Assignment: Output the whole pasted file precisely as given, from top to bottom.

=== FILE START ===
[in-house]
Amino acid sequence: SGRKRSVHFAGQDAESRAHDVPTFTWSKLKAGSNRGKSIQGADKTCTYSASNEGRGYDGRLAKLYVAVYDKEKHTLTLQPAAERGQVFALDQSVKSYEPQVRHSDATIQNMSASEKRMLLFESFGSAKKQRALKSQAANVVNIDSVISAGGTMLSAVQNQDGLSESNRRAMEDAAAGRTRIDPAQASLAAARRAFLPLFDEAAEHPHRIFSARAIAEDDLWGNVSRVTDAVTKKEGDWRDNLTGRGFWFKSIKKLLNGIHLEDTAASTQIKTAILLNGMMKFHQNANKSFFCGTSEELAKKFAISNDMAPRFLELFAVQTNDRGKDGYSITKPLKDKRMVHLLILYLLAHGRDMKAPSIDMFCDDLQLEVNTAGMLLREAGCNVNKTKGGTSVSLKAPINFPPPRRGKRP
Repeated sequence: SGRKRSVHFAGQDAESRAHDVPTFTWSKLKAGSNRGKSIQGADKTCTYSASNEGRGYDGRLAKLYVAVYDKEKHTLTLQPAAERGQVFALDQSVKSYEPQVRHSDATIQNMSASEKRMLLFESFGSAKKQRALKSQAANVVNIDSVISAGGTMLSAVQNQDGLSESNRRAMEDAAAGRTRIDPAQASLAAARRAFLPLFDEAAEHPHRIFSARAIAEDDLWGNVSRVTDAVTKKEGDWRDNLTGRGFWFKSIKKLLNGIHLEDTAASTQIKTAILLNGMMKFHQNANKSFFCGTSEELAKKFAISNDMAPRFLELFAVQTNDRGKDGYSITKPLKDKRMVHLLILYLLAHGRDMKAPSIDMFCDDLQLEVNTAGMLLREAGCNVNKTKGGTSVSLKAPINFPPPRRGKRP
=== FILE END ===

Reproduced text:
[in-house]
Amino acid sequence: SGRKRSVHFAGQDAESRAHDVPTFTWSKLKAGSNRGKSIQGADKTCTYSASNEGRGYDGRLAKLYVAVYDKEKHTLTLQPAAERGQVFALDQSVKSYEPQVRHSDATIQNMSASEKRMLLFESFGSAKKQRALKSQAANVVNIDSVISAGGTMLSAVQNQDGLSESNRRAMEDAAAGRTRIDPAQASLAAARRAFLPLFDEAAEHPHRIFSARAIAEDDLWGNVSRVTDAVTKKEGDWRDNLTGRGFWFKSIKKLLNGIHLEDTAASTQIKTAILLNGMMKFHQNANKSFFCGTSEELAKKFAISNDMAPRFLELFAVQTNDRGKDGYSITKPLKDKRMVHLLILYLLAHGRDMKAPSIDMFCDDLQLEVNTAGMLLREAGCNVNKTKGGTSVSLKAPINFPPPRRGKRP
Repeated sequence: SGRKRSVHFAGQDAESRAHDVPTFTWSKLKAGSNRGKSIQGADKTCTYSASNEGRGYDGRLAKLYVAVYDKEKHTLTLQPAAERGQVFALDQSVKSYEPQVRHSDATIQNMSASEKRMLLFESFGSAKKQRALKSQAANVVNIDSVISAGGTMLSAVQNQDGLSESNRRAMEDAAAGRTRIDPAQASLAAARRAFLPLFDEAAEHPHRIFSARAIAEDDLWGNVSRVTDAVTKKEGDWRDNLTGRGFWFKSIKKLLNGIHLEDTAASTQIKTAILLNGMMKFHQNANKSFFCGTSEELAKKFAISNDMAPRFLELFAVQTNDRGKDGYSITKPLKDKRMVHLLILYLLAHGRDMKAPSIDMFCDDLQLEVNTAGMLLREAGCNVNKTKGGTSVSLKAPINFPPPRRGKRP